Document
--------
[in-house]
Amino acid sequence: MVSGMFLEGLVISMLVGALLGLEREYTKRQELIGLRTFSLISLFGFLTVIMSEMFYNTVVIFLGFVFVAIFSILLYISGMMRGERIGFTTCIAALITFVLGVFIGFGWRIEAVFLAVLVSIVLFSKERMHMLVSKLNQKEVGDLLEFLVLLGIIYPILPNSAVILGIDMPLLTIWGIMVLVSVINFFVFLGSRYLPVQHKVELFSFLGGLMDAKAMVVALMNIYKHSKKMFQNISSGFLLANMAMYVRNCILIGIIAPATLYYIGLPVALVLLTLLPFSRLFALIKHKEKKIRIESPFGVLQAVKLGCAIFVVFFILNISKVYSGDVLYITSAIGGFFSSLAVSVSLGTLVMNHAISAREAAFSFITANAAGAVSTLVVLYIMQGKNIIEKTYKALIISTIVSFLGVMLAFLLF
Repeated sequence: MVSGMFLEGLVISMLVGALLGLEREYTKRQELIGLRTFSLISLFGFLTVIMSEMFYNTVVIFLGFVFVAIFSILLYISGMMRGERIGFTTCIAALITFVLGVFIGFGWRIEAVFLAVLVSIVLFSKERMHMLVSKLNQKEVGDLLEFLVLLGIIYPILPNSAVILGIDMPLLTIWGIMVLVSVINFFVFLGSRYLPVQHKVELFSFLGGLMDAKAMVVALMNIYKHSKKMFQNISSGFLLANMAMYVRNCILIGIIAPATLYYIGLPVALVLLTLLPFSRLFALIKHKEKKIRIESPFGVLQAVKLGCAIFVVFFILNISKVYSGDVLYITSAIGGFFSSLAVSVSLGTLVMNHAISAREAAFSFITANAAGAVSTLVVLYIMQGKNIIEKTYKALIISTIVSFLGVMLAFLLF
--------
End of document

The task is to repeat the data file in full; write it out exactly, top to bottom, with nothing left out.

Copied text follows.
[in-house]
Amino acid sequence: MVSGMFLEGLVISMLVGALLGLEREYTKRQELIGLRTFSLISLFGFLTVIMSEMFYNTVVIFLGFVFVAIFSILLYISGMMRGERIGFTTCIAALITFVLGVFIGFGWRIEAVFLAVLVSIVLFSKERMHMLVSKLNQKEVGDLLEFLVLLGIIYPILPNSAVILGIDMPLLTIWGIMVLVSVINFFVFLGSRYLPVQHKVELFSFLGGLMDAKAMVVALMNIYKHSKKMFQNISSGFLLANMAMYVRNCILIGIIAPATLYYIGLPVALVLLTLLPFSRLFALIKHKEKKIRIESPFGVLQAVKLGCAIFVVFFILNISKVYSGDVLYITSAIGGFFSSLAVSVSLGTLVMNHAISAREAAFSFITANAAGAVSTLVVLYIMQGKNIIEKTYKALIISTIVSFLGVMLAFLLF
Repeated sequence: MVSGMFLEGLVISMLVGALLGLEREYTKRQELIGLRTFSLISLFGFLTVIMSEMFYNTVVIFLGFVFVAIFSILLYISGMMRGERIGFTTCIAALITFVLGVFIGFGWRIEAVFLAVLVSIVLFSKERMHMLVSKLNQKEVGDLLEFLVLLGIIYPILPNSAVILGIDMPLLTIWGIMVLVSVINFFVFLGSRYLPVQHKVELFSFLGGLMDAKAMVVALMNIYKHSKKMFQNISSGFLLANMAMYVRNCILIGIIAPATLYYIGLPVALVLLTLLPFSRLFALIKHKEKKIRIESPFGVLQAVKLGCAIFVVFFILNISKVYSGDVLYITSAIGGFFSSLAVSVSLGTLVMNHAISAREAAFSFITANAAGAVSTLVVLYIMQGKNIIEKTYKALIISTIVSFLGVMLAFLLF